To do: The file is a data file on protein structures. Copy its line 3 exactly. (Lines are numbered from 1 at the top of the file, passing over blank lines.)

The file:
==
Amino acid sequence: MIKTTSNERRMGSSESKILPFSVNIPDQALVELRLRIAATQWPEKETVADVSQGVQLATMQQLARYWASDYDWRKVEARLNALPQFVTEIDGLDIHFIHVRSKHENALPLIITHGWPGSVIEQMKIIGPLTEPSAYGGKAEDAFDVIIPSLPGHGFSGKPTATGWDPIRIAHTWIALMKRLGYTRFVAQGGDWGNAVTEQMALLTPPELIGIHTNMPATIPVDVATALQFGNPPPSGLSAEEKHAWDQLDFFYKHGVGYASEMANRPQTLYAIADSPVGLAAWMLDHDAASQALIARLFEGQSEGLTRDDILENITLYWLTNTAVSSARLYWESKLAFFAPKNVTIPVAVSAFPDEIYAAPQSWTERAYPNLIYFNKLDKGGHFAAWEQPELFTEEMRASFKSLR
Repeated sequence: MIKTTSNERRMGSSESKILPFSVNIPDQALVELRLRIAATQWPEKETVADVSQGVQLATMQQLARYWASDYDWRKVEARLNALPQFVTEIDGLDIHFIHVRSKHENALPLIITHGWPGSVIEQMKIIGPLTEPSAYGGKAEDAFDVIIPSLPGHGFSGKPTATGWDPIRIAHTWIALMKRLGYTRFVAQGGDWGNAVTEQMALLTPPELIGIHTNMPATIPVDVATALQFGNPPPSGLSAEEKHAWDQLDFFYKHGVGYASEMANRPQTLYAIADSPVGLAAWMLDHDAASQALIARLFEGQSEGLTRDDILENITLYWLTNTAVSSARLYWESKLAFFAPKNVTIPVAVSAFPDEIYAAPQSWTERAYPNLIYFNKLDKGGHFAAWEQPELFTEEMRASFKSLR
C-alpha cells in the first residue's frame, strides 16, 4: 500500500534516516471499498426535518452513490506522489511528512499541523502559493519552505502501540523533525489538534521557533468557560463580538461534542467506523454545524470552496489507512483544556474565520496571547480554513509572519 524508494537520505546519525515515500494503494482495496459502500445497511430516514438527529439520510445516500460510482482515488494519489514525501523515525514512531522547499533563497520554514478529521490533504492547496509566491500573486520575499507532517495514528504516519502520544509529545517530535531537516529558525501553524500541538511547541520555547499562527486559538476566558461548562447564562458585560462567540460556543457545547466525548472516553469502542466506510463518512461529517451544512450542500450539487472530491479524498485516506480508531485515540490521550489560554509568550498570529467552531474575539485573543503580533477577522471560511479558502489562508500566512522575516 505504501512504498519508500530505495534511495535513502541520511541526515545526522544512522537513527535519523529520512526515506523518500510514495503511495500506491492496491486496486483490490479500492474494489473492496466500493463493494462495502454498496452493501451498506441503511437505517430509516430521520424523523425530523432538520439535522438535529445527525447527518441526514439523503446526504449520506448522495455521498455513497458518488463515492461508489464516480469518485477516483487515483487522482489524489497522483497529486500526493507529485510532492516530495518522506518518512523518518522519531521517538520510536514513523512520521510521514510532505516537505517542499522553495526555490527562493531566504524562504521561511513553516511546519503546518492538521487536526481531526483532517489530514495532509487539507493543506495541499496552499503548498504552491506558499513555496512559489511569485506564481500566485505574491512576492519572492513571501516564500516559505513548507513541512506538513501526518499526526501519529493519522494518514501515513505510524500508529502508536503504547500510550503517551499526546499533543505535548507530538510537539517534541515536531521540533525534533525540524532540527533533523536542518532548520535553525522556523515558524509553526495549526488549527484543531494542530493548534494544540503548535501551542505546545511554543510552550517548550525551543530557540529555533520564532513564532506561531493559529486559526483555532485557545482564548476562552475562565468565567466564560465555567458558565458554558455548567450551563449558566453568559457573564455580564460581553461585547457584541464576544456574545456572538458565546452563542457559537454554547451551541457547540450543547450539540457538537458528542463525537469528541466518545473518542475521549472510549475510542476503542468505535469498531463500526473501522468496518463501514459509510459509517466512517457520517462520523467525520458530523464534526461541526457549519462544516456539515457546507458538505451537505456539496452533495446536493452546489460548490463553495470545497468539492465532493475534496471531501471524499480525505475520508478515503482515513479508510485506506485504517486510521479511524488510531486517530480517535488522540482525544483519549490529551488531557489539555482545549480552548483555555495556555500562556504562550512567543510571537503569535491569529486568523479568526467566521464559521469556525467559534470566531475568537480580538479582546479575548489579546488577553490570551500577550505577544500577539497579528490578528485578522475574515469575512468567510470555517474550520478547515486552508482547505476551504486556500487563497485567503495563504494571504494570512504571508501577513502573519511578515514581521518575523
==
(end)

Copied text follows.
C-alpha cells in the first residue's frame, strides 16, 4: 500500500534516516471499498426535518452513490506522489511528512499541523502559493519552505502501540523533525489538534521557533468557560463580538461534542467506523454545524470552496489507512483544556474565520496571547480554513509572519 524508494537520505546519525515515500494503494482495496459502500445497511430516514438527529439520510445516500460510482482515488494519489514525501523515525514512531522547499533563497520554514478529521490533504492547496509566491500573486520575499507532517495514528504516519502520544509529545517530535531537516529558525501553524500541538511547541520555547499562527486559538476566558461548562447564562458585560462567540460556543457545547466525548472516553469502542466506510463518512461529517451544512450542500450539487472530491479524498485516506480508531485515540490521550489560554509568550498570529467552531474575539485573543503580533477577522471560511479558502489562508500566512522575516 505504501512504498519508500530505495534511495535513502541520511541526515545526522544512522537513527535519523529520512526515506523518500510514495503511495500506491492496491486496486483490490479500492474494489473492496466500493463493494462495502454498496452493501451498506441503511437505517430509516430521520424523523425530523432538520439535522438535529445527525447527518441526514439523503446526504449520506448522495455521498455513497458518488463515492461508489464516480469518485477516483487515483487522482489524489497522483497529486500526493507529485510532492516530495518522506518518512523518518522519531521517538520510536514513523512520521510521514510532505516537505517542499522553495526555490527562493531566504524562504521561511513553516511546519503546518492538521487536526481531526483532517489530514495532509487539507493543506495541499496552499503548498504552491506558499513555496512559489511569485506564481500566485505574491512576492519572492513571501516564500516559505513548507513541512506538513501526518499526526501519529493519522494518514501515513505510524500508529502508536503504547500510550503517551499526546499533543505535548507530538510537539517534541515536531521540533525534533525540524532540527533533523536542518532548520535553525522556523515558524509553526495549526488549527484543531494542530493548534494544540503548535501551542505546545511554543510552550517548550525551543530557540529555533520564532513564532506561531493559529486559526483555532485557545482564548476562552475562565468565567466564560465555567458558565458554558455548567450551563449558566453568559457573564455580564460581553461585547457584541464576544456574545456572538458565546452563542457559537454554547451551541457547540450543547450539540457538537458528542463525537469528541466518545473518542475521549472510549475510542476503542468505535469498531463500526473501522468496518463501514459509510459509517466512517457520517462520523467525520458530523464534526461541526457549519462544516456539515457546507458538505451537505456539496452533495446536493452546489460548490463553495470545497468539492465532493475534496471531501471524499480525505475520508478515503482515513479508510485506506485504517486510521479511524488510531486517530480517535488522540482525544483519549490529551488531557489539555482545549480552548483555555495556555500562556504562550512567543510571537503569535491569529486568523479568526467566521464559521469556525467559534470566531475568537480580538479582546479575548489579546488577553490570551500577550505577544500577539497579528490578528485578522475574515469575512468567510470555517474550520478547515486552508482547505476551504486556500487563497485567503495563504494571504494570512504571508501577513502573519511578515514581521518575523